Connecting to the Board


Connect the UART port to the board at:

A17 A16 GND

Then use terminal software to connect to the serial port, with a baud rate of 115200.

USB CDC ACM Serial Port

When the board's USB Type-C port is connected to a computer, it will provide a USB CDC ACM serial port device (provided by Linux gadget).


# Replace /dev/ttyACMX with the specific device, depending on your computer
picocom -b 9600 /dev/ttyACMX


Press Win + R, enter devmgmt.msc, and press Enter.

Find the new device's serial port number under the serial port devices.

Then use PuTTY or HyperTerminal to connect.

USB RNDIS Network Port

When the board's USB Type-C port is connected to a computer, it will provide a USB RNDIS network card device (provided by Linux gadget).

The PC will automatically obtain an address using DHCP.

Replace the last digit of the automatically obtained IPv4 address with 1 to get the board's IPv4 address: PC's IPv4 address  Board's IPv4 address

Then use ssh to connect: ssh root@board's IP address

Username: root
Password: root

On Windows system, some configurations need to be made.

Open Device Manager and find the following option:

Select "Update driver":

Select "Browse my computer for driver software":

Select "Let me pick from a list of available drivers on my computer":

In the device type list, select "Network adapters":

For manufacturer, select "Microsoft"; for model, select "Remote NDIS Compatible Device":

If this warning pops up, please click "OK":

After the update is successful, it will show as follows:

Then you can find the "Remote NDIS Compatible Device" item under the Network adapters list in Device Manager:

Ethernet Connection

Connect the Ethernet cable to the board; the board will automatically obtain an address using DHCP upon boot.

The board's image defaults to enabling the MDNS service.

Use the command:

avahi-browse -art | grep lpirvnano

to list devices in the broadcast domain with lpirvnano in their domain names.

Then use:

ssh root@lpirvnano-XXXX.local

to connect to the board.

Disabling the Boot Demo of the Image

# Clear rc.local
echo '#!/bin/sh' > /etc/rc.local
# Reboot


The LicheeRV Nano supports recording and playback. Standard ALSA tools can be used for recording, playback, and other operations.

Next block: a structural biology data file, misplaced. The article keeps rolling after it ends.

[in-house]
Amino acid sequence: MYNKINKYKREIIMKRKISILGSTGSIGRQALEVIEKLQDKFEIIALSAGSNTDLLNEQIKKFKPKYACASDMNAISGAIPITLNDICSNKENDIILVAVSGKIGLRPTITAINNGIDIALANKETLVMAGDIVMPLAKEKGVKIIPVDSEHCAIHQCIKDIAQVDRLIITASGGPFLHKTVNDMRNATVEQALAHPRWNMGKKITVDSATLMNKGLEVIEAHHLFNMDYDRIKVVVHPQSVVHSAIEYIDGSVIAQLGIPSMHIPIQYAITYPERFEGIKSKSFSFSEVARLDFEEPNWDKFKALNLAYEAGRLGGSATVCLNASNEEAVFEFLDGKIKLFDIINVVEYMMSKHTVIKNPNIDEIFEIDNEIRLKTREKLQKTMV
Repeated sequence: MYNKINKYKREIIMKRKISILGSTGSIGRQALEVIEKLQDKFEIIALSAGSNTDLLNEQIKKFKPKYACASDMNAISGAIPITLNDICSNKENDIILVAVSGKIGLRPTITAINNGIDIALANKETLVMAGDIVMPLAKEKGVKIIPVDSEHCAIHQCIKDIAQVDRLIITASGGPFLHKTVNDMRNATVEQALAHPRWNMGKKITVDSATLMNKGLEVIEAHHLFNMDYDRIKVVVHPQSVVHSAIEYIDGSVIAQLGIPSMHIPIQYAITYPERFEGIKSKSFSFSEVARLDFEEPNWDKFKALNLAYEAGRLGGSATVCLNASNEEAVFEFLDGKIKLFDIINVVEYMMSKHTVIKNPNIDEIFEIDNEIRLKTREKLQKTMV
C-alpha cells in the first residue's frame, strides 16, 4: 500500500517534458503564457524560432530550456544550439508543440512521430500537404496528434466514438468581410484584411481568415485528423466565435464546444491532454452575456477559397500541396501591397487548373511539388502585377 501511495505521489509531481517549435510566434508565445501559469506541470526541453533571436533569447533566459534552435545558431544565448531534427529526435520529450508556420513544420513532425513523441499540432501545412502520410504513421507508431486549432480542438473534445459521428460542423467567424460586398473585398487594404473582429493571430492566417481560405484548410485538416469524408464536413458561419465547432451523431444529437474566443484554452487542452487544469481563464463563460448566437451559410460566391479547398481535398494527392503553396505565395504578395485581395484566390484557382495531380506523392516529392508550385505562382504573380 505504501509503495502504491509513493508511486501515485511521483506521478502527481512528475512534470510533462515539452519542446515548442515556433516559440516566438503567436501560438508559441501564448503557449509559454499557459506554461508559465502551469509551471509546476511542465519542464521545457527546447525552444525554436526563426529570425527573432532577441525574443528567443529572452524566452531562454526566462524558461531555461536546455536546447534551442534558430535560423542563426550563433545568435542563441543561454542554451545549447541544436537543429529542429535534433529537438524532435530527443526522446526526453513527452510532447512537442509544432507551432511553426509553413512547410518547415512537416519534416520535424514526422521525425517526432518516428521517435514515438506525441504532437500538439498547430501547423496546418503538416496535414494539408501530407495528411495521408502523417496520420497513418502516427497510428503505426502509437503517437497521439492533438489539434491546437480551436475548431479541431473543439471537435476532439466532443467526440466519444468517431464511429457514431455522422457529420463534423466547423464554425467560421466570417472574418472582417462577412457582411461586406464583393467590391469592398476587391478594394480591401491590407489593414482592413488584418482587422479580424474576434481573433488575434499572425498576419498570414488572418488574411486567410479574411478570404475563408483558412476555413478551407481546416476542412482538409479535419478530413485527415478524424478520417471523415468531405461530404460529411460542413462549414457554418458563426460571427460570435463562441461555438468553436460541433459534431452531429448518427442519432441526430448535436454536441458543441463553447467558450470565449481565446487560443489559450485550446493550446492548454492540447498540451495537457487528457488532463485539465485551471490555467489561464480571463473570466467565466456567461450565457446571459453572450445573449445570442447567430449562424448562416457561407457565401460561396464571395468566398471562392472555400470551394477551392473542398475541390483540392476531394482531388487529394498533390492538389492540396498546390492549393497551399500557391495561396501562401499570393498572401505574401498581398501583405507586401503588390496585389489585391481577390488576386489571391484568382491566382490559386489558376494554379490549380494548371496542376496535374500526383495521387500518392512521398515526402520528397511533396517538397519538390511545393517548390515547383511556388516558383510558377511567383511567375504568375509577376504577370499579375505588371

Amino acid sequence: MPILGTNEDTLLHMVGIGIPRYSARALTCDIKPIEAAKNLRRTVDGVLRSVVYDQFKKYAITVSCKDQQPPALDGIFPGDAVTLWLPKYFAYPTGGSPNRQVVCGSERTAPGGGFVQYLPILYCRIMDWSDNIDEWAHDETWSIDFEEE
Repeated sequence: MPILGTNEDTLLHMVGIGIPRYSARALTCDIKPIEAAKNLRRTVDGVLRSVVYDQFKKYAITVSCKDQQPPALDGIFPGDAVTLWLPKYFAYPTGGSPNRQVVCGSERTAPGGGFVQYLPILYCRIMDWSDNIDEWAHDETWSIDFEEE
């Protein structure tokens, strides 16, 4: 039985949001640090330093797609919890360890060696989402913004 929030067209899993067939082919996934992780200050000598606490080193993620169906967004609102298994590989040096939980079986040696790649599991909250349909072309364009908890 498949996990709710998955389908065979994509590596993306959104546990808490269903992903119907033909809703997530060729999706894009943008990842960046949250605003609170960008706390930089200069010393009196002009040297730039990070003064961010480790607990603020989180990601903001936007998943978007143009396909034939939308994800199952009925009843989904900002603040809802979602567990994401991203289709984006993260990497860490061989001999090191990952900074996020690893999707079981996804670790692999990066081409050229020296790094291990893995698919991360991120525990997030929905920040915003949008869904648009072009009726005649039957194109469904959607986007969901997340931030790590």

First, set the microphone volume, range: 0-24

amixer -Dhw:0 cset name='ADC Capture Volume' 24

After setting, start recording:

arecord -Dhw:0,0 -d 3 -r 48000 -f S16_LE -t wav test.wav & > /dev/null &


./aplay -D hw:1,0 -f S16_LE test.wav


I2C1 and I2C3 are brought out on the pin header, and devices can be connected to them.

Before using, you need to correctly set the PINMUX:

shell# I2C1
devmem 0x030010D0 32 0x2
devmem 0x030010DC 32 0x2
# I2C3
devmem 0x030010E4 32 0x2
devmem 0x030010E0 32 0x2

Then you can use i2c-tools to operate the i2c peripherals. The image is already pre-installed.


An ADC route is brought out on the pin header, using ADC1.

First, select the ADC channel, here taking ADC1 as an example:

echo 1 > /sys/class/cvi-saradc/cvi-saradc0/device/cv_saradc

Read the value of ADC1:

cat /sys/class/cvi-saradc/cvi-saradc0/device/cv_saradc


Connect the screen's ribbon cable to the board's MIPI interface, paying attention to the wire order.

Create or edit the uEnv.txt file in the first partition of the sdcard, add or modify the panel field:

Note: The image will have the first partition already mounted in the /boot directory and can be used directly in the terminal:

cd /boot
touch uEnv.txt
vi uEnv.txt
# Use 'i' to enter edit
# Use 'Esc',':wq' to save and quit

7-inch screen:


5-inch screen:


3-inch screen:


2.3-inch screen:


If you want to use the framebuffer function, create a file named fb in the first partition of the sd card:

touch /boot/fb

Then load the driver:

/etc/init.d/S04fb start

Adjusting the Backlight Brightness:

echo 0 > /sys/class/pwm/pwmchip8/pwm2/enable
echo 5000 > /sys/class/pwm/pwmchip8/pwm2/duty_cycle # 50%
echo 1 > /sys/class/pwm/pwmchip8/pwm2/enable

# some example:
#echo 2000 > /sys/class/pwm/pwmchip8/pwm2/duty_cycle # 20%
#echo 4000 > /sys/class/pwm/pwmchip8/pwm2/duty_cycle # 40%
#echo 7000 > /sys/class/pwm/pwmchip8/pwm2/duty_cycle # 70%
#echo 9000 > /sys/class/pwm/pwmchip8/pwm2/duty_cycle # 90%

Touch Screen

Connect the touchscreen ribbon to the board's touchscreen interface, paying attention to the wire sequence.

Then execute:

/opt/ # Load the touchscreen driver

Followed by:

echo 2 | evtest

Touching the screen will display specific coordinates in the terminal.

For reading coordinates and touch events, refer to the input section in /opt/src/vendortest.


Install the antenna onto the WIFI module's antenna connector.

Then write the AP's SSID and password into the /etc/wpa_supplicant.conf file:


After that, execute:


To verify if the network is available:

ping your gateway address

If available, you can add it to the boot script:

echo '/opt/' >> /etc/rc.local


Install the camera onto the camera mount, paying attention to the wire sequence.

Then execute:

/mnt/system/usr/bin/sample_vio 6 # Real-time display of camera images on the screen
# Type 255 to exit the program
/mnt/system/usr/bin/sensor_test # Camera test program that can be used to dump single YUV images.

When using the 70405 (beta) boards:

touch /boot/alpha # Beta version
# rm /boot/alpha  # Official version
cd /mnt/data
cp sensor_cfg.ini.alpha sensor_cfg.ini   # Beta version
# cp sensor_cfg.ini.beta sensor_cfg.ini  # Official version


To view button events, use the command:

echo 1 | evtest

Then press the USER button, and you will see the corresponding event report in the terminal.


For information on compiling programs using the vendor's toolchain, visit: